The first thing that hits me early in the morning on Saturday, March 11, is the temperature. Six degrees, despite the blue skies and bright sunlight. As I wait for signs of life from my stubbornly frozen car, the landscape around me comes into view: a world encased in ice from the snow and sleet that weekend.
“How will my date navigate this hostile terrain?” a voice inside my head repeatedly asks.
These thoughts are triggered by the fact that a stranger who is blind is scheduled to meet me at Boston’s Museum of Science at 10 a.m. to tour the Chocolate Exhibit together. We’re also meeting up with some visually impaired students she teaches in an after-school class through the Our Space Our Place program.
“Blind Date” is the clever name for this occasion: a day devoted to getting sighted and not-sighted people together to enjoy socially connecting; a day dedicated to experiencing and facilitating inclusion.
I’d been made aware of Blind Date as the finale to the March 6-11 BlindNewWorld Week, a first-of-its-kind undertaking aiming to shatter misconceptions about blindness, organized by Perkins School for the Blind and championed by Massachusetts Gov. Charlie Baker, along with multiple blindness advocacy groups. The Museum of Science is among several regional museums and other partnering organizations offering discounts to encourage the Commonwealth’s citizens to participate in Blind Date activities to culminate BlindNewWorld Week.
A date with no flowers, but lots of chocolate…
Fast-forward to the Museum of Science, 9:55 a.m.: I’m trotting from the parking garage to the Museum’s lobby, dodging through a chaotic crowd of families, hearing a cacophony of voices and the poundings of many heavy snow boots, eyes focused on the atrium lobby. With the frigid temperatures, it seems that an inordinate percentage of the greater Boston population has decided that an indoor day at the Museum of Science is the best way to spend a Saturday.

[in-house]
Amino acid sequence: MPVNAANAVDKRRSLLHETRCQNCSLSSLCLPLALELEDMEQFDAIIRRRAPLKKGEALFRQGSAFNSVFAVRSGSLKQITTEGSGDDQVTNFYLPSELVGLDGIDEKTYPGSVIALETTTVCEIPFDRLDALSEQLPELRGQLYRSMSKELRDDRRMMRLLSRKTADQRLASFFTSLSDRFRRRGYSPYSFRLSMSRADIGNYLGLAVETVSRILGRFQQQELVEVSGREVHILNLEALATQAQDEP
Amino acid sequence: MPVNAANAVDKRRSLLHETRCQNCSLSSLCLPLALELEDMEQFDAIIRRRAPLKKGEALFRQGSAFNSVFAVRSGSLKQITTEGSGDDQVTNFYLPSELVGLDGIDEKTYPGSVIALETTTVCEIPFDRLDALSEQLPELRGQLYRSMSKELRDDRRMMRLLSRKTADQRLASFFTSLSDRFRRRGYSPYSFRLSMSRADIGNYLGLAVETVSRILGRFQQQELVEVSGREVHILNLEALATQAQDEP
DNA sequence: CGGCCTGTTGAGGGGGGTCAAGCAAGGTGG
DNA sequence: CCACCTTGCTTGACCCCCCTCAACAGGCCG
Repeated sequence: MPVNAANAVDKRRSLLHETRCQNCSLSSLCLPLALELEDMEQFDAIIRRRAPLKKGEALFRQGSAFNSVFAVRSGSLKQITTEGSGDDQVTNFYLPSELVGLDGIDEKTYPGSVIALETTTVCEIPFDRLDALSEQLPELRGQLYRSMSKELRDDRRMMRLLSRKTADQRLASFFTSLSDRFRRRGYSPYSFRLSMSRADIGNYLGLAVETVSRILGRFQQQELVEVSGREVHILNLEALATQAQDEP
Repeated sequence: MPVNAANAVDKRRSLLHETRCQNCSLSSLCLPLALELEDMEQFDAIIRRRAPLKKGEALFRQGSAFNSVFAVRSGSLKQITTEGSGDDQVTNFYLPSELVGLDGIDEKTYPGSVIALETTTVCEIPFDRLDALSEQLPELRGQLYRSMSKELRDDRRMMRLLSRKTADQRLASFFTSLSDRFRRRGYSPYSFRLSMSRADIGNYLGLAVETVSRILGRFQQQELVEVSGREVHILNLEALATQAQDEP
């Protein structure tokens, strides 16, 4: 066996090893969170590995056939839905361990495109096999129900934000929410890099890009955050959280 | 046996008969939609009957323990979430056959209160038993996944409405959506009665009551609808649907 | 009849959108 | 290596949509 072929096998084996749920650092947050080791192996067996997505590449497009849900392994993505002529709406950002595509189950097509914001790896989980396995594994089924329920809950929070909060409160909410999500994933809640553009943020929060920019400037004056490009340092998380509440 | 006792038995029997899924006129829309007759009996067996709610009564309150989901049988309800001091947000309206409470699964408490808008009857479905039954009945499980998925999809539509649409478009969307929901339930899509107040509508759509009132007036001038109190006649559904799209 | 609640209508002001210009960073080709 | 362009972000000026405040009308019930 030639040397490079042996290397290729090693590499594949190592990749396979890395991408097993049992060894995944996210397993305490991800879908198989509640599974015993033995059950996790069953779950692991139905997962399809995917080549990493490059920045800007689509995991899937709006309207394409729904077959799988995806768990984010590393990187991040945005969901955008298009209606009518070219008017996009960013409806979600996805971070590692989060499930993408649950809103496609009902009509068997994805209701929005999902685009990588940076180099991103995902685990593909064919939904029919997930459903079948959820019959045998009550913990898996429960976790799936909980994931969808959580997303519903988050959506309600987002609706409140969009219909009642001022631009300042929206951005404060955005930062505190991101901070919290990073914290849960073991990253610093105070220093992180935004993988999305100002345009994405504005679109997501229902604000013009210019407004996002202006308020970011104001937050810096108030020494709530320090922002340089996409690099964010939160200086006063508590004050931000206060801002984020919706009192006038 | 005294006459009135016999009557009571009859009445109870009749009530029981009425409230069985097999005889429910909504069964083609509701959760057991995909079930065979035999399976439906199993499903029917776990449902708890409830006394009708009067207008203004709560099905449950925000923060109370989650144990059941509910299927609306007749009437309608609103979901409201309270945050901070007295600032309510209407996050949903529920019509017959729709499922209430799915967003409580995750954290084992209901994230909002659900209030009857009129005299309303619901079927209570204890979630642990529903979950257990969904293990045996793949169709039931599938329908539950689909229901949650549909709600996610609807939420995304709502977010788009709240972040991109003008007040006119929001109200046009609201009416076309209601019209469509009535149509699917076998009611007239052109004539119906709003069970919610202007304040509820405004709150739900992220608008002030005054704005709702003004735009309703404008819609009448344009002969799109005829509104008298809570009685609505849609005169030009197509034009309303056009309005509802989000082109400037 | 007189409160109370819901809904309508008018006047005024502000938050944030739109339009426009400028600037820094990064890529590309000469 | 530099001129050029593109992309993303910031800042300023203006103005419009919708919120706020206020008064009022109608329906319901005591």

Again, I’m thinking of my date and how she moves through this world. My “date” is Cheryl Cumings, a self-described African-American woman with a white cane. I’ve been connected to her through the Perkins Library, of which she is a patron.
Across the lobby, I’m relieved to see Cheryl, surrounded by about a half-dozen teenage students who are also visually impaired. They’ve just arrived and are checking in with Museum staff. “Hi Cheryl, it’s Melanie,” I announce.
“Hi! Glad you could make it,” Cheryl replies. We clasp hands and so our date begins.
Cheryl has planned everything to perfection. Two Museum staffers, Susan and Jessica, will help guide us through the Chocolate Exhibit, providing a 3:1 ratio of students to guides. We quickly split into two groups and Cheryl asks me to act as her sighted guide – which means I offer my right elbow and stand to the left of Cheryl, so she can use her white cane for guidance with her right hand while also relying on me for navigation assistance through the crowds and the exhibit obstacles.
The students are curious; Nikia asks if I can be her sighted guide as well. Andrew, Dior, Carl, Anthony and Mo are excited to explore and interested in how the group will be divided. All of the students have clear interests in socializing with each other and are a bit concerned about being separated. In order for everyone to get the most out of the exhibit experience, however, the intimate ratios prove essential.
The two subgroups quickly become separated as we move through the Chocolate Exhibit, with the guides focused on ensuring that the students and Cheryl can “see” the exhibit in meaningful ways. We use tactile experiences as much as possible to explore the exhibit items that are accessible to touch. And where that isn’t possible, we rely on descriptions and question-answer investigations.